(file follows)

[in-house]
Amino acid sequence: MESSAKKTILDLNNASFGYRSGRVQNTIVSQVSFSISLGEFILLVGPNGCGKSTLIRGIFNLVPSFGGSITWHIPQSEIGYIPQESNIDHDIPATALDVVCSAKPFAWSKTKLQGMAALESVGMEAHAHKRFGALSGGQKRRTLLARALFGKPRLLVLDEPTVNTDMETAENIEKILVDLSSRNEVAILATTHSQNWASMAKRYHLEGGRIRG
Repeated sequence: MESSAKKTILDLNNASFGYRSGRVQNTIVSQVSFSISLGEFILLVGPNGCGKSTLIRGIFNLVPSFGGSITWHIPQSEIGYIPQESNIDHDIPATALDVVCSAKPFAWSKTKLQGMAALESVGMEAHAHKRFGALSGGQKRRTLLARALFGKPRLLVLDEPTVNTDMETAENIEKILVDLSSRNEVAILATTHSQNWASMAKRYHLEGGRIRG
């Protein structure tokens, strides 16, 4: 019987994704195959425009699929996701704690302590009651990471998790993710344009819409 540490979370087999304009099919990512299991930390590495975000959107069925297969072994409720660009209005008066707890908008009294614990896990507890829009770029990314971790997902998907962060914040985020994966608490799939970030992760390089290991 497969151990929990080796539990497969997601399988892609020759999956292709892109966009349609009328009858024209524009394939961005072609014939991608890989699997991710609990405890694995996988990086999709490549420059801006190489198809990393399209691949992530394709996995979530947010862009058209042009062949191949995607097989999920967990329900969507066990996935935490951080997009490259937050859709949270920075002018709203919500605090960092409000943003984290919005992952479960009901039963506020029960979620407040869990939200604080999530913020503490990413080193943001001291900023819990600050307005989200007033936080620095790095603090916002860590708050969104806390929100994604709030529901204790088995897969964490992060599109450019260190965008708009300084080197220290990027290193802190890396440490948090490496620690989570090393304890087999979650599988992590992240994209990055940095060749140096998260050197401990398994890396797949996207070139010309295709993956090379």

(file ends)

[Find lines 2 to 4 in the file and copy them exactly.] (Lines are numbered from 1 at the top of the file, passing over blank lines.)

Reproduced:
Amino acid sequence: MESSAKKTILDLNNASFGYRSGRVQNTIVSQVSFSISLGEFILLVGPNGCGKSTLIRGIFNLVPSFGGSITWHIPQSEIGYIPQESNIDHDIPATALDVVCSAKPFAWSKTKLQGMAALESVGMEAHAHKRFGALSGGQKRRTLLARALFGKPRLLVLDEPTVNTDMETAENIEKILVDLSSRNEVAILATTHSQNWASMAKRYHLEGGRIRG
Repeated sequence: MESSAKKTILDLNNASFGYRSGRVQNTIVSQVSFSISLGEFILLVGPNGCGKSTLIRGIFNLVPSFGGSITWHIPQSEIGYIPQESNIDHDIPATALDVVCSAKPFAWSKTKLQGMAALESVGMEAHAHKRFGALSGGQKRRTLLARALFGKPRLLVLDEPTVNTDMETAENIEKILVDLSSRNEVAILATTHSQNWASMAKRYHLEGGRIRG
């Protein structure tokens, strides 16, 4: 019987994704195959425009699929996701704690302590009651990471998790993710344009819409 540490979370087999304009099919990512299991930390590495975000959107069925297969072994409720660009209005008066707890908008009294614990896990507890829009770029990314971790997902998907962060914040985020994966608490799939970030992760390089290991 497969151990929990080796539990497969997601399988892609020759999956292709892109966009349609009328009858024209524009394939961005072609014939991608890989699997991710609990405890694995996988990086999709490549420059801006190489198809990393399209691949992530394709996995979530947010862009058209042009062949191949995607097989999920967990329900969507066990996935935490951080997009490259937050859709949270920075002018709203919500605090960092409000943003984290919005992952479960009901039963506020029960979620407040869990939200604080999530913020503490990413080193943001001291900023819990600050307005989200007033936080620095790095603090916002860590708050969104806390929100994604709030529901204790088995897969964490992060599109450019260190965008708009300084080197220290990027290193802190890396440490948090490496620690989570090393304890087999979650599988992590992240994209990055940095060749140096998260050197401990398994890396797949996207070139010309295709993956090379």